Myth Busted! The Truth Behind Skin Cancer Revealed

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You’ve probably heard stories about skin cancer. With increased awareness about the disease, there is a widespread availability of information–some of them are true while others are not!

Don’t be a victim of misconceptions that can put you a step farther from preventing skin cancer and understanding the condition. Here’s an infographic that debunks the most common skin cancer myths and includes tips on how you can prevent it!

Skin Cancer Myths Infographic

10 Skin Cancer Myths Debunked!

Myth 1: Only UVB Radiation Can Cause Skin Cancer

False. Even UVA radiation can damage skin which may lead to skin cancer. To get the right amount of skin protection for all types of UV rays, it is best to use a ‘broad-spectrum’ sunscreen.

Myth 2: There’s Nothing to Worry About Skin Cancer

False. While skin cancer is not as alarming as the other types of cancer, they have an impact on quality of life and come with significant costs, too.


According to a new CDC Study:
There are 5 million American adults 
diagnosed each year at a cost of 
$8.1 billion.


Myth 3: Sun Exposure is the Only Cause of Skin Cancer

False. Aside from sun exposure, skin cancer can also be predisposed by the following factors:

  • Ultraviolet (UV) radiation
  • Genetics
  • Age
  • Compromised immunity

Myth 4: You Are Protected from UV Rays on Cool or Cloudy Days

False. Not because the sun seems to be out, you’re already free from UV damage. Don’t be deceived! The tendency for sunburn from UV radiation to occur remains even on cool or cloudy days.


Know the Shadow Rule!
It basically tells that UV rays are the strongest
when your shadow is shorter than you!

Myth 5: You Can Lower Your Risk of Skin Cancer by Using Sunbeds

False. Think sunbeds offer a safe way to tan? Think again. They actually emit UV radiation that poses greater risk than the sun and also increases your risk of melanoma and other skin cancers.

Myth 6: Dark-Skinned People Have Nothing to Worry about Skin Cancer

False. Although people with lighter complexion are more prone to skin cancer, you should know that the death rate among dark-skinned people is higher. One reason for this is late diagnosis of the disease or when treatment is already too late.

Did You Know?

On estimate, black patients only have a 
65% five-year melanoma survival rate as compared to 91% for white patients. 


Myth 7: Older People are the Only Ones at Risk of Skin Cancer

False. Truth is, your sun exposure history plays a role in skin cancer. When you are exposed to UV rays during childhood or young adulthood, you have a higher risk of acquiring skin cancer when you grow old.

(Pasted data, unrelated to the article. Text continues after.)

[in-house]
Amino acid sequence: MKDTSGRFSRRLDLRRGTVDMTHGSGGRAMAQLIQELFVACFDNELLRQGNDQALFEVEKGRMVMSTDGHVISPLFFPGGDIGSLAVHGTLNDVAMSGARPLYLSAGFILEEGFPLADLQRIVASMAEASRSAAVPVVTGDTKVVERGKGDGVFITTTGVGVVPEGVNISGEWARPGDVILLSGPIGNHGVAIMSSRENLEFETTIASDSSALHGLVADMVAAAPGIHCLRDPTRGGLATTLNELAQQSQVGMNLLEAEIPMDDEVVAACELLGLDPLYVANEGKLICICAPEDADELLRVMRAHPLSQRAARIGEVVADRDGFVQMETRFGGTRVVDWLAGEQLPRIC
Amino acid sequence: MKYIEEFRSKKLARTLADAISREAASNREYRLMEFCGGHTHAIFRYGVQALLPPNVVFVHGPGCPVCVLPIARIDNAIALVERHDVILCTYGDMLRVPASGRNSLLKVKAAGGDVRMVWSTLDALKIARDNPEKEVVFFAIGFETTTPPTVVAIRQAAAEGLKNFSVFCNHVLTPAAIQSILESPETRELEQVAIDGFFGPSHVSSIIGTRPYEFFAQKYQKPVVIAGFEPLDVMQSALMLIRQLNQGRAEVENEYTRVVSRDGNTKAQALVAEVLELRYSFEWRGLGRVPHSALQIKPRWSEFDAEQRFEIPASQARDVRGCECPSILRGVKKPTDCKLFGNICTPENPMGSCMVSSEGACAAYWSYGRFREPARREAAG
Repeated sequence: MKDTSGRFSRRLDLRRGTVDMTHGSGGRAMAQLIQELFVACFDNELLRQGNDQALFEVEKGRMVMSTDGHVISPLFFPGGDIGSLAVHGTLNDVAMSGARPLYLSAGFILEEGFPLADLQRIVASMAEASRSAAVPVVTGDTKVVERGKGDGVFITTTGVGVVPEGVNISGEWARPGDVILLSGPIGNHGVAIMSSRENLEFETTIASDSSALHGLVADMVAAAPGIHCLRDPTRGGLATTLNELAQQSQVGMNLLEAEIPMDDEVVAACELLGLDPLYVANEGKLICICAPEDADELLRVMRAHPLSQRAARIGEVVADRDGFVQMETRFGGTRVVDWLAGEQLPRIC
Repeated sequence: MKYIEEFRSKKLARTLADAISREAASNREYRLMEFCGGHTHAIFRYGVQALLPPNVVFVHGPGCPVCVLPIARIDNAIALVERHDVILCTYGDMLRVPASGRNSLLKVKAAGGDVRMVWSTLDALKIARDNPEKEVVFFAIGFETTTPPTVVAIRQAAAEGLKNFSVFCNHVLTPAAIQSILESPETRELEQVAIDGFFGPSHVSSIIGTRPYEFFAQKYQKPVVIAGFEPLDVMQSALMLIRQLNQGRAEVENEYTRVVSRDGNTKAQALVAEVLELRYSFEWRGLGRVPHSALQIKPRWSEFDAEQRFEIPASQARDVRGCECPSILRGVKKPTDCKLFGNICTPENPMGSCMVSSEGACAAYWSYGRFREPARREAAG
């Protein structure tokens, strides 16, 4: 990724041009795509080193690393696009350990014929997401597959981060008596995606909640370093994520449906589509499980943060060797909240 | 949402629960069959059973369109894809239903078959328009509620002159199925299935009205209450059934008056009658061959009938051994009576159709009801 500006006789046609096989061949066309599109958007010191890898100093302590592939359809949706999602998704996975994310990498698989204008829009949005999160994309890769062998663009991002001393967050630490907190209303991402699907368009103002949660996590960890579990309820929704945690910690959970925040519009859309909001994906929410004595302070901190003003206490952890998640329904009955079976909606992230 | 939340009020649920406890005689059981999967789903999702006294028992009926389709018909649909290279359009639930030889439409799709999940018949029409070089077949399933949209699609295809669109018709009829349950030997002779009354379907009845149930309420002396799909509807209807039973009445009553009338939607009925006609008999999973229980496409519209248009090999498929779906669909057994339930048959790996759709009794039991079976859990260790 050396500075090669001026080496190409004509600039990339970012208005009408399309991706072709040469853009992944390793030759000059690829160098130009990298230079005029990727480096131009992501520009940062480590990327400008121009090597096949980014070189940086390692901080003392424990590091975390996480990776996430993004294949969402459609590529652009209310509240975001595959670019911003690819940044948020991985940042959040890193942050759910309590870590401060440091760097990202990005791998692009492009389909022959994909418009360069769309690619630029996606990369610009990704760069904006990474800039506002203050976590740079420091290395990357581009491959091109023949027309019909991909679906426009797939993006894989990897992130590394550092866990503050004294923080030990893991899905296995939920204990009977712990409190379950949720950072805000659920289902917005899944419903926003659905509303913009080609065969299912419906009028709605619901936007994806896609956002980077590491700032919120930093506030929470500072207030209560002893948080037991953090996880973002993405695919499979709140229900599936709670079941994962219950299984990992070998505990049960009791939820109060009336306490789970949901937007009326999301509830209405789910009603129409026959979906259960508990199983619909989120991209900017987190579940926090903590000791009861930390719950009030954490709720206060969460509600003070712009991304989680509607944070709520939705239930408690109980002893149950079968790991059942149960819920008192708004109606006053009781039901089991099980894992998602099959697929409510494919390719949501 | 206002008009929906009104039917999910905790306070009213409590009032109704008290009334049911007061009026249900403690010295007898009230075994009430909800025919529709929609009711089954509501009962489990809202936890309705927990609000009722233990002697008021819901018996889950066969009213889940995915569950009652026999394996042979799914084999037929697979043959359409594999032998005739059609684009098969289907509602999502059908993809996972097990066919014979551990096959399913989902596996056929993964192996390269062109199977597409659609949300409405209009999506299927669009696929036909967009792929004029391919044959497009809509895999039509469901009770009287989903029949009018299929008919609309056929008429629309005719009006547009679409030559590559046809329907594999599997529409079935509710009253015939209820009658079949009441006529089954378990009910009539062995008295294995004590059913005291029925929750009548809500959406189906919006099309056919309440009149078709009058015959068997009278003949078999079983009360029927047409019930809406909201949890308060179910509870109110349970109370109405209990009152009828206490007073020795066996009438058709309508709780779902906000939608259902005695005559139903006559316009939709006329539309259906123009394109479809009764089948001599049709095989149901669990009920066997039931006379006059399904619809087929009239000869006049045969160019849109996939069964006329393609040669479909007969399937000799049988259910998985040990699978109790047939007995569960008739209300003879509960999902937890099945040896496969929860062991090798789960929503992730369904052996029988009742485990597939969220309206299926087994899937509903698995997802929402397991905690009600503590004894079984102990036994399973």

Myth 8: Foundation or Moisturizers with Sunscreen Offer Enough Sun Protection

False. While this type of foundation or moisturiser offers sun protection, it can be used for a short period of time only. When going out for a long period of time, you still need to apply a regular sunscreen every 2 hours.


Even brief sun exposures can add up to 
significant skin damage. 

10am to 4pm is the time when your skin is exposed
to damaging UV rays when going outdoors.

Myth 9: The Chemicals in Sunscreen are Harmful

False. According to the FDA, sunscreens are safe and effective against sunburns. To avoid untoward effects, your best choice would be the mineral sunscreens with zinc oxide or titanium oxide.

Myth 10: All Sunscreens Work the Same

False. How long you’ll be exposed to the sun impacts the effectiveness of sunscreen. Although an increase in SPF doesn’t result in proportionate increase in sun protection, there are differences that you should know.

  • SPF 30 = 97% absorption of UV rays
  • SPF 50 = 98% absorption of UV rays
  • SPF 100 = 99% absorption of UV rays

Skin Cancer Can Be Prevented

Skin cancer is not a condition that you can simply disregard. Statistics don’t lie and if you don’t want to be a part of the numbers, you better up your sun protection now.

  • In the UK, 9 in 10 cases of melanoma could be prevented through proper sun protection.
  • In the US, there are 8.7 million people diagnosed each year with basal cell carcinoma and squamous cell carcinoma–the two most common types of skin cancer.

As always, an ounce of prevention is better than a pound of cure–this goes true for skin cancer.

Sun Safety Advice

☀ Avoid getting sunburned as this increases the risk of developing melanoma.

☀ Stay protected from 10am to 4pm. This is the time when UV rays are strongest.

☀ Apply sunscreen at least every 2 hours especially during prolonged sun exposure.

☀ Go for protective gears. Sunglasses, wide-brimmed hats and clothes provide added protection.

☀ Pay attention to suspicious moles to detect melanoma when it’s still easy to treat.

ALSO READ: Everything You Need to Know About SPF Sunscreen

Skin cancer is a serious issue. Know the truth behind the skin cancer myths to arm yourself with the knowledge that can protect you from this dreaded condition.

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